“It’s not the money.” While we’re on the topic of money, I tell this lie when asked to write, speak, or consult for low fees. But it is the money. I have four children and a wife, and I hate to travel away from them. If a for-profit organization wants me, it has to pay. I don’t care how prestigious the event is or what beautiful resort it’s in (all I’m going to do is answer email from my room and speak anyway), I simply won’t do it.
I’m more of a pushover for not-for-profits; the test in these cases is whether the organization is changing the world, and I believe I have a moral obligation to help out. But no cause is more important to me than my family.
Incidentally, ingenuity does count. For example, I’ve spoken for vastly reduced sums during the NCAA Frozen Four in Columbus, Ohio and Milwaukee, Wisconsin as well as the Heritage Classic in Edmonton. Hear that St. Louis?
“We don't have a position at Garage or in our portfolio, but I'll keep you in mind.” This is a lie of duration. At that instant in time if I can think of a relevant position, then I help. But I don’t have the bandwidth/disk space/chip speed to keep the candidate in mind very long. Usually I refer people to a portfolio company of ours called SimplyHired which aggregates about five million job openings. The interesting thing about this lie is that many people are very thankful for even this response; I think it’s because most recipients never respond to such emails at all.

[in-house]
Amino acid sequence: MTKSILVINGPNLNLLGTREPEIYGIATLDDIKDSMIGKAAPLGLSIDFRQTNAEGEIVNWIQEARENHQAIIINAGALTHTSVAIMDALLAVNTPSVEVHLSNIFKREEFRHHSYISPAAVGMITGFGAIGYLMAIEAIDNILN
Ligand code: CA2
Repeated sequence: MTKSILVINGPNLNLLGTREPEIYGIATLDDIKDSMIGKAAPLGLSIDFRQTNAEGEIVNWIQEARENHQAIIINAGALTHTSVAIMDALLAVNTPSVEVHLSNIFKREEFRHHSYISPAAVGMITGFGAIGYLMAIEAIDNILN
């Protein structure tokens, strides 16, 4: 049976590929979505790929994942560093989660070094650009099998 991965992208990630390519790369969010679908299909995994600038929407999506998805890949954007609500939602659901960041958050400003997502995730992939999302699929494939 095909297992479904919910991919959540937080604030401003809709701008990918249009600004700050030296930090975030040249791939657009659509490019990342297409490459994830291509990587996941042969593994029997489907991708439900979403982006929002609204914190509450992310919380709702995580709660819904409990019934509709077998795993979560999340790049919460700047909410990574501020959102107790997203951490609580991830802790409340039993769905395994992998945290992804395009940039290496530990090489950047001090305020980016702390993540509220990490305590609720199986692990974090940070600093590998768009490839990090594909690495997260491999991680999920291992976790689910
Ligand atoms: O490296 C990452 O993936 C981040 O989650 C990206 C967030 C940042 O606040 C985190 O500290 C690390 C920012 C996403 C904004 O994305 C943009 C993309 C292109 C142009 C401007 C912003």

“I didn’t mean to slash/trip/board or knock you down.” This isn’t a total lie. It’s simply a ”shading.“ I didn’t mean to do all these penalty-inducing things, but people sometimes get between me and the puck, and I am goals-oriented person.
As Henry James, brother to William, once said at the end of a long essay about the rules of writing, the only rule is, “Be generous, be delicate, and always pursue the prize.” Two out of three isn’t bad for me.
“Macintosh has lots of software.” This is a lie that I told in my sordid past--circa 1984-1987. It is closely related to the lie I told software developers: “You can make a lot of money writing Macintosh software.” What can I say? Guilty as charged. I was young and less moral then. Not that this justifies anything, but I believed what I was saying.
Bonus: “I don’t care about my Technorati ranking.”
I care a lot about my Technorati ranking, and it’s important for you to know why I care. I believe that the number of links is a proxy for the quality of a blog: the more links, the higher the quality. (Clearly, this isn’t true for all blogs, but this is how I look at my kind of blog.) Therefore, caring about my ranking parses to caring about the number of links parses to caring about the quality of my blog. And I take great pride in the quality of my blog.
While I’m at it, there’s another reason that I care so much about my ranking. I want to show the closed “club” of A Listers that that someone can come out of the blue, not play their petty, hypocritical games, and rise to the top because of good content. Even more important, I want to encourage the 45 million other bloggers out there to do the same--or better. Hence, I have a particular fondness for organizations like BlogHer.